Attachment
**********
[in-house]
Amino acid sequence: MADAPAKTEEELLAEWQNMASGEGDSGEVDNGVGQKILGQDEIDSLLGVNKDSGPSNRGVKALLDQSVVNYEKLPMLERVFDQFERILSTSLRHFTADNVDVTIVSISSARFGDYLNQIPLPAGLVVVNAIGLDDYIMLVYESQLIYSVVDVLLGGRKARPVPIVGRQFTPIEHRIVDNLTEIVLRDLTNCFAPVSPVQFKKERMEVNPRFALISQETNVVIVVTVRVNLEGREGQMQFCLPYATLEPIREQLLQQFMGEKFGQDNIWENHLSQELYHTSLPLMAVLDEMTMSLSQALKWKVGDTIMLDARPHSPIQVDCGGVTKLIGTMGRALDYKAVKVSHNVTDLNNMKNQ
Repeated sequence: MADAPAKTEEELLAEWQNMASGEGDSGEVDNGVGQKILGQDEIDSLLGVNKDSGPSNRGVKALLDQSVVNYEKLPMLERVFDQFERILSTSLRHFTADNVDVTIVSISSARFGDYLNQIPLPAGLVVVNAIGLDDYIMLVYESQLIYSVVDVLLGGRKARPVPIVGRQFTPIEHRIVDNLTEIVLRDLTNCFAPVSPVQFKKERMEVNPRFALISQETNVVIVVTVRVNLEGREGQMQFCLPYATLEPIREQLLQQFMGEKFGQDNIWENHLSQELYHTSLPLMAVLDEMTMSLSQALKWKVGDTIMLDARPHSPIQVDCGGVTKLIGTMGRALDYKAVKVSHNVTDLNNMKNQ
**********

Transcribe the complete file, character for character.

[in-house]
Amino acid sequence: MADAPAKTEEELLAEWQNMASGEGDSGEVDNGVGQKILGQDEIDSLLGVNKDSGPSNRGVKALLDQSVVNYEKLPMLERVFDQFERILSTSLRHFTADNVDVTIVSISSARFGDYLNQIPLPAGLVVVNAIGLDDYIMLVYESQLIYSVVDVLLGGRKARPVPIVGRQFTPIEHRIVDNLTEIVLRDLTNCFAPVSPVQFKKERMEVNPRFALISQETNVVIVVTVRVNLEGREGQMQFCLPYATLEPIREQLLQQFMGEKFGQDNIWENHLSQELYHTSLPLMAVLDEMTMSLSQALKWKVGDTIMLDARPHSPIQVDCGGVTKLIGTMGRALDYKAVKVSHNVTDLNNMKNQ
Repeated sequence: MADAPAKTEEELLAEWQNMASGEGDSGEVDNGVGQKILGQDEIDSLLGVNKDSGPSNRGVKALLDQSVVNYEKLPMLERVFDQFERILSTSLRHFTADNVDVTIVSISSARFGDYLNQIPLPAGLVVVNAIGLDDYIMLVYESQLIYSVVDVLLGGRKARPVPIVGRQFTPIEHRIVDNLTEIVLRDLTNCFAPVSPVQFKKERMEVNPRFALISQETNVVIVVTVRVNLEGREGQMQFCLPYATLEPIREQLLQQFMGEKFGQDNIWENHLSQELYHTSLPLMAVLDEMTMSLSQALKWKVGDTIMLDARPHSPIQVDCGGVTKLIGTMGRALDYKAVKVSHNVTDLNNMKNQ